The switch to Renewable Energy Sources (RES) is key for decarbonizing the economy in line with the Paris Agreement and the EU’s objectives to reduce its greenhouse gas (GHG) emissions by 80-95% by 2050 from a 1990 baseline. In 2017 in the EU-28, the energy sector (excluding transport) was responsible for over 50% of total GHG emissions. Moreover, 72,2% of all energy was produced from coals, crude oil and natural gas, while the RES share accounted for ca. 13,6%, according to Eurostat. In parallel to moving away from fossil fuels, there is a growing impetus to phase out nuclear power plants. This also applies to the Trinational Metropolitan Region Oberrhein (Upper Rhine) – TMO comprising parts of Germany, France and Switzerland. For instance, Germany has committed itself to a nuclear phase-out by 2022. In France, the Energy Transition Law passed in 2015 calls for a reduction in the nuclear energy share from today’s ca. 75% to 50% of electricity production by 2025, and in Switzerland the Energy Strategy 2050 adopted in 2014 prohibits the construction of new nuclear power plants and provides for strategies for the planned nuclear phase-out. Moreover, the TMO countries have different RES priorities as well as political, legislative and cultural frameworks.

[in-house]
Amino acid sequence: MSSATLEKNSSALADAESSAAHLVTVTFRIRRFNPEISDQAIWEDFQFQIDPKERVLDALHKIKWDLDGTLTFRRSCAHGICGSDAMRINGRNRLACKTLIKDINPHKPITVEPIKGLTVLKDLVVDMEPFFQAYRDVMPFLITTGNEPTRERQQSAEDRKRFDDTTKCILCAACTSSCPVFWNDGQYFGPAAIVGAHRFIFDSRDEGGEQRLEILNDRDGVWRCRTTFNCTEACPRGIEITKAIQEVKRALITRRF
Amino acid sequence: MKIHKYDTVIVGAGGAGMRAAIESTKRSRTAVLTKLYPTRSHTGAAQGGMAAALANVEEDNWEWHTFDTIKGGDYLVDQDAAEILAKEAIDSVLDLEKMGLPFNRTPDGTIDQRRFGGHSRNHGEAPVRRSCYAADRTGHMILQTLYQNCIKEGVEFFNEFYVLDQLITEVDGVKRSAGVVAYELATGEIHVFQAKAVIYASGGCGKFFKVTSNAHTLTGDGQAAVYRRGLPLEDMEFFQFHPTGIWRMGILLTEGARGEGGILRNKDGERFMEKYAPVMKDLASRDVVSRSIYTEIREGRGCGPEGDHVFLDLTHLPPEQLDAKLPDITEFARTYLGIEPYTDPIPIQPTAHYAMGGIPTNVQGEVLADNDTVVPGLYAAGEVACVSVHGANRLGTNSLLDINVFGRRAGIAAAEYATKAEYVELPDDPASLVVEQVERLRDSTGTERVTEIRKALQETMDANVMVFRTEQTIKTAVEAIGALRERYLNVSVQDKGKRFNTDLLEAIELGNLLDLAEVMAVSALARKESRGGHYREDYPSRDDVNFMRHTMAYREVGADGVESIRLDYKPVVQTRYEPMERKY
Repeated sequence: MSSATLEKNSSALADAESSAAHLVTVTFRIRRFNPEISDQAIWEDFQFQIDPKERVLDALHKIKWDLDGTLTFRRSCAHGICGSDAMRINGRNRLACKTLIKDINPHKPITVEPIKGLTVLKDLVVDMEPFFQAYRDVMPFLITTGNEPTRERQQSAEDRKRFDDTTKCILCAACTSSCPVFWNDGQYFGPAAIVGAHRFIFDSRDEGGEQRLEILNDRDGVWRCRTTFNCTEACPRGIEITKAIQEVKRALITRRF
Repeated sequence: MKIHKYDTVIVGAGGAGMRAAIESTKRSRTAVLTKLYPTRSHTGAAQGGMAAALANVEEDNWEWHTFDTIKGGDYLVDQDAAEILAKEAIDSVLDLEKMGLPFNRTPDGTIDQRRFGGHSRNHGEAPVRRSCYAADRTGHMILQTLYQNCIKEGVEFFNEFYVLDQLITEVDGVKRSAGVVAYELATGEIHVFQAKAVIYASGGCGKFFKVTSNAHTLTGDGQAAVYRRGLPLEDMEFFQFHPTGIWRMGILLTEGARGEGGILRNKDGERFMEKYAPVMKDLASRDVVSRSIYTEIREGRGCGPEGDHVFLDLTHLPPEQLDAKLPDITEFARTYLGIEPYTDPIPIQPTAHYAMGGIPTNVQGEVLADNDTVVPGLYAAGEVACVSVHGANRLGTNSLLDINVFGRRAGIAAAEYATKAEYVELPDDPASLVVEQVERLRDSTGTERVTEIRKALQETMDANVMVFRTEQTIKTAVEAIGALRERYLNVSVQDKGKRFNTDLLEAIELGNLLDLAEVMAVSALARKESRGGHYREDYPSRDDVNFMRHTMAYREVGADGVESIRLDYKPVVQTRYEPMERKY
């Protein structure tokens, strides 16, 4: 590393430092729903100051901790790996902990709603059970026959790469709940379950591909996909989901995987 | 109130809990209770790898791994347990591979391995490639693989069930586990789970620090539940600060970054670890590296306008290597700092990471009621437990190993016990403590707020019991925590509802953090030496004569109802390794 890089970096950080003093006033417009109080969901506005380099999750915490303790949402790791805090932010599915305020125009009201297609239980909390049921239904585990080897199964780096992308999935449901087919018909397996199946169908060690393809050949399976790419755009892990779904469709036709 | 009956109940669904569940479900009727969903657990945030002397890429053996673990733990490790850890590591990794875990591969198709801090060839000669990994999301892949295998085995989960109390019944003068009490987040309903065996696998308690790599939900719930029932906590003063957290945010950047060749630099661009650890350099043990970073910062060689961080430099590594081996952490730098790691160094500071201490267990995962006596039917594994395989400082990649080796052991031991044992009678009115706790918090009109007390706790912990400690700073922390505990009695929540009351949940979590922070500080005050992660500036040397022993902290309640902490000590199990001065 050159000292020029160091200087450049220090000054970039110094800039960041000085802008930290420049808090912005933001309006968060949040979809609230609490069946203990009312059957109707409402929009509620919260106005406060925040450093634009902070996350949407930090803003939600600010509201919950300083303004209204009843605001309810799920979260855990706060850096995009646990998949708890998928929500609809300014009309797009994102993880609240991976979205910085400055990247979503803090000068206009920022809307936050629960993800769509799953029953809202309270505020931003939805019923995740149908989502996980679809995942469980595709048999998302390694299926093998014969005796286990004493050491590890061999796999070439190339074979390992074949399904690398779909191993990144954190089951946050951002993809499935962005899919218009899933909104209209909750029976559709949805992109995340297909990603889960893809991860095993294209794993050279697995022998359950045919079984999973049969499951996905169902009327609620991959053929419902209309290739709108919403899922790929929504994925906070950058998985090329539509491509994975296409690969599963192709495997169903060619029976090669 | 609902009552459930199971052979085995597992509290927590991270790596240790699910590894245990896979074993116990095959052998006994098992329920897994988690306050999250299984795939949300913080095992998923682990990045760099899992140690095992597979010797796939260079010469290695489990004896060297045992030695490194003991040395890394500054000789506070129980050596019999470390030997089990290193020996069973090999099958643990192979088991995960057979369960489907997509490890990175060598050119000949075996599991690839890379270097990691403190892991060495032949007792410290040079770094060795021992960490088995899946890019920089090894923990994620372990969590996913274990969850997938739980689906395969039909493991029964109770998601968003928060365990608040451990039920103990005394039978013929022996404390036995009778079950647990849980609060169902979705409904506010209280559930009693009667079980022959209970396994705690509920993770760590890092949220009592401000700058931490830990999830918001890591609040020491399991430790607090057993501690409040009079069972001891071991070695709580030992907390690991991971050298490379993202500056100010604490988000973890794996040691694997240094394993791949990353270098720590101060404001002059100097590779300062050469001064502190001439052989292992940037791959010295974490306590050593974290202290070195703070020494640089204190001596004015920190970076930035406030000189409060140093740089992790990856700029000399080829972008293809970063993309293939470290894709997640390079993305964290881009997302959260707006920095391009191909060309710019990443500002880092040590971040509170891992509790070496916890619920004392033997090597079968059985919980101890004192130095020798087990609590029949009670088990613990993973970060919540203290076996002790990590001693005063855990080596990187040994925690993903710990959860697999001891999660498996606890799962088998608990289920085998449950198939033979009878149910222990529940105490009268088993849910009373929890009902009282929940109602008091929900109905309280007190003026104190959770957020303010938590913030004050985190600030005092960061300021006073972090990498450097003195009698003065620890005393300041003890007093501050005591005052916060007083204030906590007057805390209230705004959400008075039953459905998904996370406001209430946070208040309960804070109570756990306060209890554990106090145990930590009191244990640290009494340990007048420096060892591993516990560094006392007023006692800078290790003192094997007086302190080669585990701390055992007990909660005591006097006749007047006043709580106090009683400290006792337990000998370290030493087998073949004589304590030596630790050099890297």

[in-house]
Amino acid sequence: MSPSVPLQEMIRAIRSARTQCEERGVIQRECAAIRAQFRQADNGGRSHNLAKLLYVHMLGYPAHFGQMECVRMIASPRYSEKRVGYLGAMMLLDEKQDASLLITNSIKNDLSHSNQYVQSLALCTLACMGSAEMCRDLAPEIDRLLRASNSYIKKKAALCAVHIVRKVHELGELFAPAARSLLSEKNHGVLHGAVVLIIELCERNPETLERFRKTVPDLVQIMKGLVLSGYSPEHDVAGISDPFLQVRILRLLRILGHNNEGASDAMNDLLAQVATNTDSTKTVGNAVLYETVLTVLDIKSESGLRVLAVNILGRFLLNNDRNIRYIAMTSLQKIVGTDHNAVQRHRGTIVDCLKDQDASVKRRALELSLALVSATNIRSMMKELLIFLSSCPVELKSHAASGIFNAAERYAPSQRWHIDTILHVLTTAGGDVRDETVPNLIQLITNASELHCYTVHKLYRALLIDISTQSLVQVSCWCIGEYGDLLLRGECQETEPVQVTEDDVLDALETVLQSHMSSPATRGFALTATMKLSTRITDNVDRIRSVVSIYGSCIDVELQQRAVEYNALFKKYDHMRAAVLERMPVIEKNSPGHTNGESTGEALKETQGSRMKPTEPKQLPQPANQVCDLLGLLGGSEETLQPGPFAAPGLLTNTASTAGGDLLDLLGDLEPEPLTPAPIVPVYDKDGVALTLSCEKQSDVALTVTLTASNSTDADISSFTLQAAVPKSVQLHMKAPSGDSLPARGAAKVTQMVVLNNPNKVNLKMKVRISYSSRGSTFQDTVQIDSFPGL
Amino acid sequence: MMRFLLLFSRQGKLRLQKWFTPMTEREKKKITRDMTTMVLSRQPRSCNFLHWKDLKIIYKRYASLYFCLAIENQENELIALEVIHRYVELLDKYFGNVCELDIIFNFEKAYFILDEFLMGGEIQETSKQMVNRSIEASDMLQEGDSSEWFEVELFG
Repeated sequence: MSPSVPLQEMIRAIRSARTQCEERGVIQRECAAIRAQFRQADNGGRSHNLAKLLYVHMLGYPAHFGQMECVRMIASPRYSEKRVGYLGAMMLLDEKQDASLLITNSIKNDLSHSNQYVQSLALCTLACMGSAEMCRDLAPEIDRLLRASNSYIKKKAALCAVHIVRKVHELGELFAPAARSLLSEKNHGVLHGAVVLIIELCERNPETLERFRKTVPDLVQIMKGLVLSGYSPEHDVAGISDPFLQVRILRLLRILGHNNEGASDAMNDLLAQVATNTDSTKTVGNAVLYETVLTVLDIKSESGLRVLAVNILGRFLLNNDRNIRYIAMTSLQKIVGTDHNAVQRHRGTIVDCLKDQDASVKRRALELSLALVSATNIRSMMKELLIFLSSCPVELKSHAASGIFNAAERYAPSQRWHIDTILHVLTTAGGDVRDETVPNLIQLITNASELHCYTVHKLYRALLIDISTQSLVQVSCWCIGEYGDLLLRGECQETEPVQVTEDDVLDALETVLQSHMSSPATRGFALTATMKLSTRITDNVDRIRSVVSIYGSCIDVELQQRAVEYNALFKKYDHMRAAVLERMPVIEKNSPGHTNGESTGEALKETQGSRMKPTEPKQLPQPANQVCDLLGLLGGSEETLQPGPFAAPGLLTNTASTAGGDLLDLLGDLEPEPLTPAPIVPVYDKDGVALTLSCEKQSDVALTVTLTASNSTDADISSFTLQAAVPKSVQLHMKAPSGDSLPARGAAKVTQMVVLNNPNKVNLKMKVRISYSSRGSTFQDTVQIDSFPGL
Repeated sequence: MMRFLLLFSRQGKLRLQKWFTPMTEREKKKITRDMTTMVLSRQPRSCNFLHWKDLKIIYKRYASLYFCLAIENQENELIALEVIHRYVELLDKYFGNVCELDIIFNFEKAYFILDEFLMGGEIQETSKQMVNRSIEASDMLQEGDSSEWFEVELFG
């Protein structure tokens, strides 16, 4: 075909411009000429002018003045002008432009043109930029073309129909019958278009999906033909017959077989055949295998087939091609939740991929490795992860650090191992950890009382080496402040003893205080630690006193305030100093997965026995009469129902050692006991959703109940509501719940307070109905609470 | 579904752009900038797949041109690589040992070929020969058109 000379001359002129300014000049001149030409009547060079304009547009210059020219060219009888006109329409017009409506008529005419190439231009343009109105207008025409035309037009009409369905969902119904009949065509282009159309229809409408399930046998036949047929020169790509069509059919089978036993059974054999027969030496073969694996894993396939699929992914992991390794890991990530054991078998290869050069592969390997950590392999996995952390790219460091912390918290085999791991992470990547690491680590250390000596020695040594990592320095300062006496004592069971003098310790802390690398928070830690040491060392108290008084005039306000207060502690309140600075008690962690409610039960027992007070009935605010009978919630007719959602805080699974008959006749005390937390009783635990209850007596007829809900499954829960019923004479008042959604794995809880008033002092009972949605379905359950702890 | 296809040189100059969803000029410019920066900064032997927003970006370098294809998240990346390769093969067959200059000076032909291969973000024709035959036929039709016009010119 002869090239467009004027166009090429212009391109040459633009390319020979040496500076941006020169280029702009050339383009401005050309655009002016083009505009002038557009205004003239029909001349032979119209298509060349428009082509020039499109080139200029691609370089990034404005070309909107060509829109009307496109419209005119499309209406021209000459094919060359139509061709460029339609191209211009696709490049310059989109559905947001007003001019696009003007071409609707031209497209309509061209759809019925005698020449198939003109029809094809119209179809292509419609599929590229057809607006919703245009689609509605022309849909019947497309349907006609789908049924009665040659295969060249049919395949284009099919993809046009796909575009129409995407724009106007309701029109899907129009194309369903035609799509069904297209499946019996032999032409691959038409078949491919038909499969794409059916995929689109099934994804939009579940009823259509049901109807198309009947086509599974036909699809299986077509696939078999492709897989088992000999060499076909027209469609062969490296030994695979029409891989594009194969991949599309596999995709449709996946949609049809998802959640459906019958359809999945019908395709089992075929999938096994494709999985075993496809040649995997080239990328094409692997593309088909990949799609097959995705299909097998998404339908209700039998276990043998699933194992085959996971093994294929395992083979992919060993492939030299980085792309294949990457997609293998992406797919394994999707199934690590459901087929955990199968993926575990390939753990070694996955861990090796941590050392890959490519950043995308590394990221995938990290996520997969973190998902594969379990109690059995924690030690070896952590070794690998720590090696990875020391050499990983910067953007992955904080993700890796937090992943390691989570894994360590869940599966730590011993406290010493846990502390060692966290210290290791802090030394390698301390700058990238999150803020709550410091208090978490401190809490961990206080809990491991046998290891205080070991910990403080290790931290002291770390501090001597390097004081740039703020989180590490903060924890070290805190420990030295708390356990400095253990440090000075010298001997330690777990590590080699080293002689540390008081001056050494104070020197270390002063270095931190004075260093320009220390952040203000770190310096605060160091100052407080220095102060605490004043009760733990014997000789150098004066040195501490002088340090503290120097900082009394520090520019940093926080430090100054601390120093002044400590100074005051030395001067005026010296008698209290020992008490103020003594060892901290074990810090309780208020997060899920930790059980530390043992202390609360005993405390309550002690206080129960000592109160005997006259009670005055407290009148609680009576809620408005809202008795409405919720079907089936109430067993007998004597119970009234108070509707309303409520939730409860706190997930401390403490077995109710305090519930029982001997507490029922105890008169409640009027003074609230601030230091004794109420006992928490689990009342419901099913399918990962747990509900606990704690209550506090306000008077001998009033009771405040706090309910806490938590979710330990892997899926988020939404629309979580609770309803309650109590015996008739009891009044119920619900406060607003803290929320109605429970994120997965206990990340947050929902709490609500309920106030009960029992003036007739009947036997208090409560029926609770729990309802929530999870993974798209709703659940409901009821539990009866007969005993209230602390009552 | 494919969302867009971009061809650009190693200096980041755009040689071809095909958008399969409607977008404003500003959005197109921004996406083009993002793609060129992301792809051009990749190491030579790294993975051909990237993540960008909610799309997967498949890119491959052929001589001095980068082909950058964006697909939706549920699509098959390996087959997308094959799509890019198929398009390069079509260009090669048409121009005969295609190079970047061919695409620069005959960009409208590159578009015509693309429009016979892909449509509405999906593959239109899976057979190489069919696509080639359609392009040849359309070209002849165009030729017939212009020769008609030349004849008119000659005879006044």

In the 2016 “Clean Energy for all Europeans” package of legislative proposals, the EU Commission recognized the potentials of regional energy systems and called for regional solutions with viable capacity mechanisms to ensure security of supply, energy efficiency and cost-effectiveness in the context of decentralized generation from RES. It also highlighted that security of supply in a fully interconnected and synchronized intra-European network can be achieved more efficiently, especially in border regions, than on a purely national level or the current European energy market model.
The new policy framework adopted in 2019 will help to achieve these goals inter alia by reaping the benefits of cross-border trade and competition. For instance, the revised Electricity Regulation introduces stricter and harmonized rules for capacity mechanisms for enhanced regional coordination. It also introduces new targets for the year 2030: an interconnection target of 15%, a 32% renewable energy target, and a 32,5% energy efficiency target. The new electricity market design should increase system flexibility and ensure security of supply through measures including enhanced dispatch rules, demand response and better coordination of electricity system operations by Transmission System Operators (TSOs) on a regional level.